This article is part of the series Anthropomorphic Processing of Audio and Speech.

Open Access Research Article

A Perceptual Model for Sinusoidal Audio Coding Based on Spectral Integration

Steven van de Par1*, Armin Kohlrausch12, Richard Heusdens3, Jesper Jensen3 and Søren Holdt Jensen4

Author Affiliations

1 Digital Signal Processing Group, Philips Research Laboratories, Eindhoven 5656 AA, The Netherlands

2 Department of Technology Management, Eindhoven University of Technology, Eindhoven 5600 MB, The Netherlands

3 Department of Mediamatics, Delft University of Technology, Delft 2600 GA, The Netherlands

4 Department of Communication Technology, Institute of Electronic Systems, Aalborg University, Aalborg DK-9220, Denmark

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EURASIP Journal on Advances in Signal Processing 2005, 2005:317529  doi:10.1155/ASP.2005.1292

The electronic version of this article is the complete one and can be found online at:

Received: 31 October 2003
Revisions received: 22 July 2004
Published: 21 June 2005

© 2005 van de Par et al.

This is an open access article distributed under the Creative Commons Attribution License, which permits unrestricted use, distribution, and reproduction in any medium, provided the original work is properly cited.

Psychoacoustical models have been used extensively within audio coding applications over the past decades. Recently, parametric coding techniques have been applied to general audio and this has created the need for a psychoacoustical model that is specifically suited for sinusoidal modelling of audio signals. In this paper, we present a new perceptual model that predicts masked thresholds for sinusoidal distortions. The model relies on signal detection theory and incorporates more recent insights about spectral and temporal integration in auditory masking. As a consequence, the model is able to predict the distortion detectability. In fact, the distortion detectability defines a (perceptually relevant) norm on the underlying signal space which is beneficial for optimisation algorithms such as rate-distortion optimisation or linear predictive coding. We evaluate the merits of the model by combining it with a sinusoidal extraction method and compare the results with those obtained with the ISO MPEG-1 Layer I-II recommended model. Listening tests show a clear preference for the new model. More specifically, the model presented here leads to a reduction of more than 20% in terms of number of sinusoids needed to represent signals at a given quality level.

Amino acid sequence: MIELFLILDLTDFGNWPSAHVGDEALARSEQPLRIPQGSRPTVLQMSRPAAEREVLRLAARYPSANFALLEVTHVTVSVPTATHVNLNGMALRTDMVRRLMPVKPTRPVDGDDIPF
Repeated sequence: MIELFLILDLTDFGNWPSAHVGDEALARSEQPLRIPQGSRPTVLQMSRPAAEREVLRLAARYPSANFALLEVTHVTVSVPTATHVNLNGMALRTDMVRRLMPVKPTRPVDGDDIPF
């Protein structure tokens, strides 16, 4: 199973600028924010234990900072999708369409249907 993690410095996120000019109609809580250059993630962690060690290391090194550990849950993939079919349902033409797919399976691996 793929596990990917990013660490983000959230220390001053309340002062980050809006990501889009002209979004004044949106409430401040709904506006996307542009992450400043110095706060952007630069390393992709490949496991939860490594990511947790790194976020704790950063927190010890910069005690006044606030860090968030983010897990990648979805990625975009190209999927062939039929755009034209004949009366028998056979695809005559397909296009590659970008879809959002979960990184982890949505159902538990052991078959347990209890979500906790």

audio coding; psychoacoustical modelling; auditory masking; spectral masking; sinusoidal modelling; psychoacoustical matching pursuit

Research Article